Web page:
Movement on the stage

Movement expresses ideas and conveys messages to an audience. Objective of this post is to look at movement technically, creatively, and with motivation, by using your bodies and movement to tell a story and encouraging the fact that not all stories need to be told with speaking.

When writing the script of the drama it is necessary to write guidelines of the movement. For that it is necessary to identify the acting space and planning according to it. Usually, we see the Proscenium TheatreStage for stage dramas. The proper planning of major actor movements called Blocking. For example: entering the stage and exiting, moving one place to another with a meaning. As mentioned before: not all stories need to be told with speaking; it can be done by properly planned movement of the stage.

Read the basics of theatre dramas here.

Stage Directions:

In order that a director may designate an actor’s position onstage precisely. The acting portion of the stage is divided into areas:

Stage Right: The actor’s right as he stands onstage facing the audience.

Stage Left: The actor’s left as he stands onstage facing the audience.

Downstage: Toward the audience.

Upstage: Away from the audience.

Below: Toward the audience. Same as “Downstage of.”

Above: Away from the audience. Same as “Upstage of.”

In: Toward the center of the stage.

Out: Away from the center of the stage.


Stage Directions Abbreviations

X- to cross to another area of the stage

C- Center Stage - midway between front and back, up and down, right and left

DS Down Stage - The area closest to the apron in the center of the stage

US Up Stage - The area closest to the back of the stage in the center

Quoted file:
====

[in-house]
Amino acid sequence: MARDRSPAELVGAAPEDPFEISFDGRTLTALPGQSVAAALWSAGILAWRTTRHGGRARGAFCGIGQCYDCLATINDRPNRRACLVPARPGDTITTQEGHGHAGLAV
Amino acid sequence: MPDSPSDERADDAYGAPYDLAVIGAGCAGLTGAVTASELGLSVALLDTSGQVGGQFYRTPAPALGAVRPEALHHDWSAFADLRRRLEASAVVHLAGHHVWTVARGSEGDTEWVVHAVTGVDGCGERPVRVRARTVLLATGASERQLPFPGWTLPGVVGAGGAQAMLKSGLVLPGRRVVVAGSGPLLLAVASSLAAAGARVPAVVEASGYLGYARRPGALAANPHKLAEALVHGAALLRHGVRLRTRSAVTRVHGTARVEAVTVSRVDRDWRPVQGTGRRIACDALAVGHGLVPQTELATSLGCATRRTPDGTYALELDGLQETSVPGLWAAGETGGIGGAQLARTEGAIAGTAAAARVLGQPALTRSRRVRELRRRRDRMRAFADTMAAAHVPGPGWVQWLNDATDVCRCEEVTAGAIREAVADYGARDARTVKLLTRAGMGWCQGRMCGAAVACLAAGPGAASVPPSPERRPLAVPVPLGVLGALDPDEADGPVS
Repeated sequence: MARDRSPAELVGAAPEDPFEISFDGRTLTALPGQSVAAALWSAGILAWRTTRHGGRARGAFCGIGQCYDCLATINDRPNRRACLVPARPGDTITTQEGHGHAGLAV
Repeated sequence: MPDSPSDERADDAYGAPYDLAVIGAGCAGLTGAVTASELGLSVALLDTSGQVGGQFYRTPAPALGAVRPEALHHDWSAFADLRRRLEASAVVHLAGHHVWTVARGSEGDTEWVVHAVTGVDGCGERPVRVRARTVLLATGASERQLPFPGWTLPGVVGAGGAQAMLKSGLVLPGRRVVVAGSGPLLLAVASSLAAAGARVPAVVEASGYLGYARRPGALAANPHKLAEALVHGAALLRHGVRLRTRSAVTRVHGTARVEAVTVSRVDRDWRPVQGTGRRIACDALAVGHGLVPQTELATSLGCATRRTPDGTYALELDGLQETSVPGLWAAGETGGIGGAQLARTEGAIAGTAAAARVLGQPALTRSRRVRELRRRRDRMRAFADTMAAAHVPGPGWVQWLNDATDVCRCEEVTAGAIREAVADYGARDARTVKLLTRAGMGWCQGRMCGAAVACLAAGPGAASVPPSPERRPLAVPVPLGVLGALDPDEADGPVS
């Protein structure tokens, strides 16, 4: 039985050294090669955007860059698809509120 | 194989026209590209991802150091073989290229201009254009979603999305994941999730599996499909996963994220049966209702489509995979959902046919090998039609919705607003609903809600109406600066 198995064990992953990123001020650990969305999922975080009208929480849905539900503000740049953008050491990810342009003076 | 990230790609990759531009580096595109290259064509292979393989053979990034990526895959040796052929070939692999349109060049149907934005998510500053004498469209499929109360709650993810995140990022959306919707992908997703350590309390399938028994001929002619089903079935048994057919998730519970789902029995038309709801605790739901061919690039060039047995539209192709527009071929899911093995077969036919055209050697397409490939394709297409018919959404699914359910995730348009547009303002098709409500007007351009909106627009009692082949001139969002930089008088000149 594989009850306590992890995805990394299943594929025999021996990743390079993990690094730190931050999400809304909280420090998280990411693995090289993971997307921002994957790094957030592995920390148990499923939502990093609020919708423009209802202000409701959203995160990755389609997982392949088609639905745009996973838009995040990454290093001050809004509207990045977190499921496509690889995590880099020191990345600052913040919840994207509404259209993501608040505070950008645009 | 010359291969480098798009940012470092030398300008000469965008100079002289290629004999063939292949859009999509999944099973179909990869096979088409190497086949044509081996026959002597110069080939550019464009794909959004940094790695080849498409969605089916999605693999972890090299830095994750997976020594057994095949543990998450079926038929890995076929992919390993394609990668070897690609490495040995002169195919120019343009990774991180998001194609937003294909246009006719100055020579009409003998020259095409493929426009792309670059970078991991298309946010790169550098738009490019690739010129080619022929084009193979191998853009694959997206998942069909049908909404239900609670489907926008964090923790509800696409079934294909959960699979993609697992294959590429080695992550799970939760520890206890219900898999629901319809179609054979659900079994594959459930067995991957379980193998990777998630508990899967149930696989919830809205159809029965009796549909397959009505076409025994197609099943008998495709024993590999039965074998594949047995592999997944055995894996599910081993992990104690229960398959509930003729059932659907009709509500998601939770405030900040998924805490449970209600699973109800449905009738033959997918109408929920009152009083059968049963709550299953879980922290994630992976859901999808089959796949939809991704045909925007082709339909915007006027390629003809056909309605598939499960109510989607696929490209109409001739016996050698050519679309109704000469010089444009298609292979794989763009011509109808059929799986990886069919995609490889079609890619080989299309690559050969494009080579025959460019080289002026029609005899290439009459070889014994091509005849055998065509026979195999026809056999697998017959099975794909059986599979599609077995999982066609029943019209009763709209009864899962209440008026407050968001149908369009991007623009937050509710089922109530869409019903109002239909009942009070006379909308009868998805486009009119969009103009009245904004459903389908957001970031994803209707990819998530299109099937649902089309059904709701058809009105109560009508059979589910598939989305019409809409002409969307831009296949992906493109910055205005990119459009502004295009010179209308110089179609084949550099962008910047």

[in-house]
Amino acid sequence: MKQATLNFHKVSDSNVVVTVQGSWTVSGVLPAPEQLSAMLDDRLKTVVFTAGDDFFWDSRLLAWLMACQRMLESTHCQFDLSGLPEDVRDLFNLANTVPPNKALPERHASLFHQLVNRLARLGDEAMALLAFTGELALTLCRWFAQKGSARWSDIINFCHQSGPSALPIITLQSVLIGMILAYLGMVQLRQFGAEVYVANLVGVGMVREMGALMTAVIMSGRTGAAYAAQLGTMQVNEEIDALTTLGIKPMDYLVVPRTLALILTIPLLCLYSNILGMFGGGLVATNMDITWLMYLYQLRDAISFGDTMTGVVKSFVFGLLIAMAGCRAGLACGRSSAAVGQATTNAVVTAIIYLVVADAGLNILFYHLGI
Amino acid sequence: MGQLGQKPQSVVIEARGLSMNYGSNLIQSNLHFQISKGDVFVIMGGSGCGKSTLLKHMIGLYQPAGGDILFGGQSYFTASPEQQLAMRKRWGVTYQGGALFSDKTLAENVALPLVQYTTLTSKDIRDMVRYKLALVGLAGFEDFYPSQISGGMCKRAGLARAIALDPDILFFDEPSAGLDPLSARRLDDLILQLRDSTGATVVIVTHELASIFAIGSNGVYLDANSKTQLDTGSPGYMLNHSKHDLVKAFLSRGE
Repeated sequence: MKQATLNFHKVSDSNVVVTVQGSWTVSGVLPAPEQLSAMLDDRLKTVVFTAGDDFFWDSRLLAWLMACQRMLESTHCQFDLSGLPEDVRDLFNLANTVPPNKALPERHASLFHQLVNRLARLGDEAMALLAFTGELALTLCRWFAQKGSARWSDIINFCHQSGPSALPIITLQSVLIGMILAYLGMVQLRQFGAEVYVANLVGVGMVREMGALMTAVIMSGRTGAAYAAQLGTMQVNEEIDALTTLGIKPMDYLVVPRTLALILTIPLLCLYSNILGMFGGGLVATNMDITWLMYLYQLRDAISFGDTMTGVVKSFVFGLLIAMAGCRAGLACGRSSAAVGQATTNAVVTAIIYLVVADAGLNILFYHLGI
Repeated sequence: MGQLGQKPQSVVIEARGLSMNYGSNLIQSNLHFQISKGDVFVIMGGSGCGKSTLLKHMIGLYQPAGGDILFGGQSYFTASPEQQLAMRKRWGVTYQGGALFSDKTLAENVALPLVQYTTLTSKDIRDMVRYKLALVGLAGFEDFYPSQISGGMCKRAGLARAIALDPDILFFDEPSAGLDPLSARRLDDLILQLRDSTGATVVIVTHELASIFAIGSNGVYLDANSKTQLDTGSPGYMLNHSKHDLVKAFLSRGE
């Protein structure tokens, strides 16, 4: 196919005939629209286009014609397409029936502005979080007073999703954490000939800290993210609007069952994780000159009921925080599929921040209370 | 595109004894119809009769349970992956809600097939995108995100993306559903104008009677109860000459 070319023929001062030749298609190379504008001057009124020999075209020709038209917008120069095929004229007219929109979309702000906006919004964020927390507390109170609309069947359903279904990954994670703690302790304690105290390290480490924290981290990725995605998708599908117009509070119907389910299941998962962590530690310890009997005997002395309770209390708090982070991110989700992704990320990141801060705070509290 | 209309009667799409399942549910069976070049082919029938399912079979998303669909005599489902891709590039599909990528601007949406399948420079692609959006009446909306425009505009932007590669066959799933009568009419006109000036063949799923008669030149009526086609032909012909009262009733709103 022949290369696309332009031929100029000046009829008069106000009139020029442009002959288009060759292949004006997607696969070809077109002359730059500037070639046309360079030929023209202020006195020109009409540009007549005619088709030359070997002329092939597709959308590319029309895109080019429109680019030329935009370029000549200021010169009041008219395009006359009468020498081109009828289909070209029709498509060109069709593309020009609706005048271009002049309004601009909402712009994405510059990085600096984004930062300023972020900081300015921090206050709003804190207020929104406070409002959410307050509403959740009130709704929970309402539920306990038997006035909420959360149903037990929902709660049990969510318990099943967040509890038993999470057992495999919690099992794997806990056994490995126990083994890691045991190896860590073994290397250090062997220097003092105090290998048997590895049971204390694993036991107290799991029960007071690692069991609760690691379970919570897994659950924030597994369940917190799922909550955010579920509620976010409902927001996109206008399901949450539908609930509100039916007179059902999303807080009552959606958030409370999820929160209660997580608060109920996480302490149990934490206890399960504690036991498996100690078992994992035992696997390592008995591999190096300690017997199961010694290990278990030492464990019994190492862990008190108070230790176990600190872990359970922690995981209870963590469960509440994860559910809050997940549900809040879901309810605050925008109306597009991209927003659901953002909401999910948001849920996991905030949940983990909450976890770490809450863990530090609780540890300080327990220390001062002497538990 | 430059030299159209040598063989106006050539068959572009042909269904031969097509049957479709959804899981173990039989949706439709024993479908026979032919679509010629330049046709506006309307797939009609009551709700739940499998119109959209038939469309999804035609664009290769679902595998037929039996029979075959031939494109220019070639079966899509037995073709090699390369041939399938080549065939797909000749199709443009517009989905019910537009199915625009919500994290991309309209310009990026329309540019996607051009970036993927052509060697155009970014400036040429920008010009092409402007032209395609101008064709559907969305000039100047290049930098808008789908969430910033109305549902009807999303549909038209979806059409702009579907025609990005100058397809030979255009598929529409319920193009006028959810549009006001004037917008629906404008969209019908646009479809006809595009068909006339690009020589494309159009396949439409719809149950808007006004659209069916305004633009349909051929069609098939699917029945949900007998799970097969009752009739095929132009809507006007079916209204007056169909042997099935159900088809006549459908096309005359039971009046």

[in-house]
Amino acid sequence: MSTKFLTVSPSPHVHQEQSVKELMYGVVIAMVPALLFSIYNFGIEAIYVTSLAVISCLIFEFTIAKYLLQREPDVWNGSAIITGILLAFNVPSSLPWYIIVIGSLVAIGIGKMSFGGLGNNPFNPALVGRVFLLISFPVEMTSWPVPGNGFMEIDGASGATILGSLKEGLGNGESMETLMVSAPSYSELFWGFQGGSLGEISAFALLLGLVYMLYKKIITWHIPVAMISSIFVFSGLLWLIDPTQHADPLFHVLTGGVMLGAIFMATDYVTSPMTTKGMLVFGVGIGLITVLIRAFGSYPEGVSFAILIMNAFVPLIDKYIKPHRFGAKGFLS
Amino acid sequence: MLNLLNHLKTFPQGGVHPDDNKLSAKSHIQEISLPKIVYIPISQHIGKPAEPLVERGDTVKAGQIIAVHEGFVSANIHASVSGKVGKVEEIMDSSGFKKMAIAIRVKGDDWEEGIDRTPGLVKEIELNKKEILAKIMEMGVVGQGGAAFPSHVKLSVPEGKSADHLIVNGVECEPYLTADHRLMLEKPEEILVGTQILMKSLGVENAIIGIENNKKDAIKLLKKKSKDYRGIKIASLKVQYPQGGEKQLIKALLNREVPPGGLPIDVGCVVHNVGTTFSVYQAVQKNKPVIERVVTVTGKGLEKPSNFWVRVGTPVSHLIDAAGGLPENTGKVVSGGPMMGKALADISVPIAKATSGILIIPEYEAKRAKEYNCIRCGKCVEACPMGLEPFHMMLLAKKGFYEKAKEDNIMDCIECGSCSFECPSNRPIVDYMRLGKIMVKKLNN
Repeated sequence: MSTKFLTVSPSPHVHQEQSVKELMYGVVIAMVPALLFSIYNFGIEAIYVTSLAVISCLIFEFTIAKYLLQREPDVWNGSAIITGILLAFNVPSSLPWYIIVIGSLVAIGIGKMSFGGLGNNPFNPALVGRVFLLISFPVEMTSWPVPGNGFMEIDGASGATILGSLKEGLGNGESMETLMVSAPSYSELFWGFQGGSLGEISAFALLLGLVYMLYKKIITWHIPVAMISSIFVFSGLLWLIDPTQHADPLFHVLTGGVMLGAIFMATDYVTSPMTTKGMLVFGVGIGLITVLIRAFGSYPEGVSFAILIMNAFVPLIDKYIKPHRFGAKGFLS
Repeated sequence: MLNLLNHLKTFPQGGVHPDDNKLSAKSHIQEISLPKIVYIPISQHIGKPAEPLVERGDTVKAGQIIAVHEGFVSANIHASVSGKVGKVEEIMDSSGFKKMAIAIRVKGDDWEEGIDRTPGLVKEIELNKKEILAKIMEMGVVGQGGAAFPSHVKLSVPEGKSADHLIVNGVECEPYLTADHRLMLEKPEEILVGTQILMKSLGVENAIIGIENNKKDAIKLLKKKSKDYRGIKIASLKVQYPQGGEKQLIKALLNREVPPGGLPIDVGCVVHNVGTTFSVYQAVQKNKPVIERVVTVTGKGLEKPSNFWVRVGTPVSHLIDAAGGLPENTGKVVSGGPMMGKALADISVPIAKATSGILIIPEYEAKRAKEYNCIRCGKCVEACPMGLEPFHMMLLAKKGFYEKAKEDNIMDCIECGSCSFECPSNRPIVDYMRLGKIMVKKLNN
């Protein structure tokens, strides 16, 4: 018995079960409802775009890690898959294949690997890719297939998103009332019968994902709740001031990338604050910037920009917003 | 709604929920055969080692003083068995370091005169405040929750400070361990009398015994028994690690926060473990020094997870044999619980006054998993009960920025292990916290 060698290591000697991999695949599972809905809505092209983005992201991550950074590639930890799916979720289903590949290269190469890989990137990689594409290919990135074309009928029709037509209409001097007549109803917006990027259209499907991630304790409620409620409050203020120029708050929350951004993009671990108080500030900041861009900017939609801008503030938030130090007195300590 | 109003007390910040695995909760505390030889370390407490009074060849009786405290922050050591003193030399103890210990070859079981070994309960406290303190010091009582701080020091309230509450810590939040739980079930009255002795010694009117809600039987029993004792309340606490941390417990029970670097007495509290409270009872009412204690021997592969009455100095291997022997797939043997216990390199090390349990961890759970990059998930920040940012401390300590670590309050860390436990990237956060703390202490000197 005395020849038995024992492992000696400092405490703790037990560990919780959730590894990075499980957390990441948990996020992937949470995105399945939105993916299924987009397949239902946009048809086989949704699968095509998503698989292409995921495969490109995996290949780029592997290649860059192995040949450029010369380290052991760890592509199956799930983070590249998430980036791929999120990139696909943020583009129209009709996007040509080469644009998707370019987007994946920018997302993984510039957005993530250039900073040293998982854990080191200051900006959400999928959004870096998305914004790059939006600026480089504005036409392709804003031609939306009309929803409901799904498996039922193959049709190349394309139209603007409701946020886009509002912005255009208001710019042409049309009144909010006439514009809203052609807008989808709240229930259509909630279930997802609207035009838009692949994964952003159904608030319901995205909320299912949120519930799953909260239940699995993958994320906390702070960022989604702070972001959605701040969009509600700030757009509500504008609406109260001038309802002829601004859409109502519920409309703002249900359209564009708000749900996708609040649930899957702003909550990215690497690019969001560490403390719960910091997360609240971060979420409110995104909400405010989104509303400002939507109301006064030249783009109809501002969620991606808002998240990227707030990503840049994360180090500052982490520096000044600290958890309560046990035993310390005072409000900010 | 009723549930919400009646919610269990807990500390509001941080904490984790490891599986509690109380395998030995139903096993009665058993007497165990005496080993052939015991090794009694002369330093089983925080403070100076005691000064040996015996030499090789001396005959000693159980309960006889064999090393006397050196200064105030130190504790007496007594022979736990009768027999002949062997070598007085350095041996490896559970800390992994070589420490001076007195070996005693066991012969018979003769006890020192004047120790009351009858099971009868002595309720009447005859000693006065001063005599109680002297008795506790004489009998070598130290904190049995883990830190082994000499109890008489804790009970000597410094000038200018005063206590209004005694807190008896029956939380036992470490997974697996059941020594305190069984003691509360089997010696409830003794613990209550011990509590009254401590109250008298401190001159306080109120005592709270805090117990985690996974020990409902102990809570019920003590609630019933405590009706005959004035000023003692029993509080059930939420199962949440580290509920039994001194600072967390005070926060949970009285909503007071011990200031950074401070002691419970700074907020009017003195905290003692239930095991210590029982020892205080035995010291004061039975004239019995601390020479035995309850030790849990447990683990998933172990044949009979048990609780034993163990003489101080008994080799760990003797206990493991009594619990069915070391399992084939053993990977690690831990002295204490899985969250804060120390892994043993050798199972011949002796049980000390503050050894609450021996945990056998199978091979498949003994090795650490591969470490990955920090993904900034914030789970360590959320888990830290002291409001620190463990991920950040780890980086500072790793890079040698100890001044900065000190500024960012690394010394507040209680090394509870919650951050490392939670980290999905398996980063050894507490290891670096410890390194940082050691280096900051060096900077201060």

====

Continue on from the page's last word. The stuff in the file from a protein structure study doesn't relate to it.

R Stage Right- in the center to the right of the actor

L Stage Left - in the center to the left of the actor

DR Down Stage Right - The area closest to the audience to the right of the actor

DL Down Stage Left - The area closest to the audience to the left of the actor

UR Up Stage Right - The area closest to the back wall to the right of the actor

UL Up Stage Left - The area closest to the back wall to the right of the actor


Stage Areas:

Apron: The segment of the stage in front of the main curtain.

DSR: The strongest area of the stage. In our culture, we read left to right. The innate

habit is to look left first when in the audience, then survey the rest of the stage. The

audience left is stage right. Downstage is stronger than upstage, because it's closer

to the audience.

Onstage: That part of the stage enclosed by the setting which is visible to the audience in

any particular scene.

Plane: A segment of the stage running the full width or depth, as in "the downstage


Offstage/Backstage: All parts of the stage not enclosed by the setting.

Wings: the offstage areas to the right and left of the acting area.

Out-front/House: the auditorium where the audience sits.


Major Stage Movements.

Entrances (= Ent)

You should get into character BEFORE the entrance. Begin your entrance in the wings. At least 5 to 6 feet away. Focus in the Wings before you make your stage entrance.

Exits (= Ex)

Remain in character until you are 5-6 feet into the offstage area. If the exit requires a long cross, make sure the last few lines are spoken near the exit.

Crosses (= X)